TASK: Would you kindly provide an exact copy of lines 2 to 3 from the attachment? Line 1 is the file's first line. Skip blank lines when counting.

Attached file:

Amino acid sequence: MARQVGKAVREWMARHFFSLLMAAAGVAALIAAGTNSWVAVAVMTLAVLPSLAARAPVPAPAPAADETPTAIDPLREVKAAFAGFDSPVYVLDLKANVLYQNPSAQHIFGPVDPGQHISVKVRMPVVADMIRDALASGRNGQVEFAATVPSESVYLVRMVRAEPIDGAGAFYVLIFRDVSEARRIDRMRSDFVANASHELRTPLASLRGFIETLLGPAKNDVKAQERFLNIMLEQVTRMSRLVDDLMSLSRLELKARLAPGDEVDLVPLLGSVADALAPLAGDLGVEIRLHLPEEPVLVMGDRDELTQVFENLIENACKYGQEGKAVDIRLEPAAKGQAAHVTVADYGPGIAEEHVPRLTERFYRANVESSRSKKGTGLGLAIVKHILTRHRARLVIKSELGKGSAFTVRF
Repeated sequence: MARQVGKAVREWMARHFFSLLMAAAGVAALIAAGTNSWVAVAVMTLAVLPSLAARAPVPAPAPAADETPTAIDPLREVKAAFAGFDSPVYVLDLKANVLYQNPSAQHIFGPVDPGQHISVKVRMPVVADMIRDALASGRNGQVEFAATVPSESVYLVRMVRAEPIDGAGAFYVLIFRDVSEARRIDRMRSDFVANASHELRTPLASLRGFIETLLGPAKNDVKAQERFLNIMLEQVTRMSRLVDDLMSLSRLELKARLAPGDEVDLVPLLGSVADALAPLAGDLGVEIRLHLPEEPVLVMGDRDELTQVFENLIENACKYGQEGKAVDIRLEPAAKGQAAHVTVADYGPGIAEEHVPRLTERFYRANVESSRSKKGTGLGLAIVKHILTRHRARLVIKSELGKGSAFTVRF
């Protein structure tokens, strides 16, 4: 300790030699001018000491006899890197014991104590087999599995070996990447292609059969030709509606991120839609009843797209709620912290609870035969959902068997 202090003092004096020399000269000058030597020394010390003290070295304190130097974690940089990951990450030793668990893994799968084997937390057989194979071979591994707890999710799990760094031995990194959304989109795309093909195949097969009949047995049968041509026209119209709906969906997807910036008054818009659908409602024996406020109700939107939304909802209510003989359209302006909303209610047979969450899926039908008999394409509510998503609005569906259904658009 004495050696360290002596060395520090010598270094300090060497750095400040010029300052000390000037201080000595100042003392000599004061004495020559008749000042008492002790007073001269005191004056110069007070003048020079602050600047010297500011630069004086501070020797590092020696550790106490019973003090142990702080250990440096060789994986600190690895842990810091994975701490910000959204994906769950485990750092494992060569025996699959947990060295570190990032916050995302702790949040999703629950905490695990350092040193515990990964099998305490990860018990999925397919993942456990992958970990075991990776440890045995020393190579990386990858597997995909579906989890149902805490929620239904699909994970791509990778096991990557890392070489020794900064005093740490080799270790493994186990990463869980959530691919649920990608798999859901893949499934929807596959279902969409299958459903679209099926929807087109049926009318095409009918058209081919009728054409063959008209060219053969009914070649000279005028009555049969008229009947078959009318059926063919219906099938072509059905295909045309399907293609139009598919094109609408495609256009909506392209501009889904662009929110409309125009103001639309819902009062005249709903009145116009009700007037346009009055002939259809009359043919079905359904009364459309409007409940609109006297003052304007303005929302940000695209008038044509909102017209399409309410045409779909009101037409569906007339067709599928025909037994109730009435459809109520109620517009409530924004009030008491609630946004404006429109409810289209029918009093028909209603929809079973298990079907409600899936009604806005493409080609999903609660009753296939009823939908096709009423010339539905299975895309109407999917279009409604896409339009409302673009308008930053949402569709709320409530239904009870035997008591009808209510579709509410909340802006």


Repeated sequence: MARQVGKAVREWMARHFFSLLMAAAGVAALIAAGTNSWVAVAVMTLAVLPSLAARAPVPAPAPAADETPTAIDPLREVKAAFAGFDSPVYVLDLKANVLYQNPSAQHIFGPVDPGQHISVKVRMPVVADMIRDALASGRNGQVEFAATVPSESVYLVRMVRAEPIDGAGAFYVLIFRDVSEARRIDRMRSDFVANASHELRTPLASLRGFIETLLGPAKNDVKAQERFLNIMLEQVTRMSRLVDDLMSLSRLELKARLAPGDEVDLVPLLGSVADALAPLAGDLGVEIRLHLPEEPVLVMGDRDELTQVFENLIENACKYGQEGKAVDIRLEPAAKGQAAHVTVADYGPGIAEEHVPRLTERFYRANVESSRSKKGTGLGLAIVKHILTRHRARLVIKSELGKGSAFTVRF
């Protein structure tokens, strides 16, 4: 300790030699001018000491006899890197014991104590087999599995070996990447292609059969030709509606991120839609009843797209709620912290609870035969959902068997 202090003092004096020399000269000058030597020394010390003290070295304190130097974690940089990951990450030793668990893994799968084997937390057989194979071979591994707890999710799990760094031995990194959304989109795309093909195949097969009949047995049968041509026209119209709906969906997807910036008054818009659908409602024996406020109700939107939304909802209510003989359209302006909303209610047979969450899926039908008999394409509510998503609005569906259904658009 004495050696360290002596060395520090010598270094300090060497750095400040010029300052000390000037201080000595100042003392000599004061004495020559008749000042008492002790007073001269005191004056110069007070003048020079602050600047010297500011630069004086501070020797590092020696550790106490019973003090142990702080250990440096060789994986600190690895842990810091994975701490910000959204994906769950485990750092494992060569025996699959947990060295570190990032916050995302702790949040999703629950905490695990350092040193515990990964099998305490990860018990999925397919993942456990992958970990075991990776440890045995020393190579990386990858597997995909579906989890149902805490929620239904699909994970791509990778096991990557890392070489020794900064005093740490080799270790493994186990990463869980959530691919649920990608798999859901893949499934929807596959279902969409299958459903679209099926929807087109049926009318095409009918058209081919009728054409063959008209060219053969009914070649000279005028009555049969008229009947078959009318059926063919219906099938072509059905295909045309399907293609139009598919094109609408495609256009909506392209501009889904662009929110409309125009103001639309819902009062005249709903009145116009009700007037346009009055002939259809009359043919079905359904009364459309409007409940609109006297003052304007303005929302940000695209008038044509909102017209399409309410045409779909009101037409569906007339067709599928025909037994109730009435459809109520109620517009409530924004009030008491609630946004404006429109409810289209029918009093028909209603929809079973298990079907409600899936009604806005493409080609999903609660009753296939009823939908096709009423010339539905299975895309109407999917279009409604896409339009409302673009308008930053949402569709709320409530239904009870035997008591009808209510579709509410909340802006």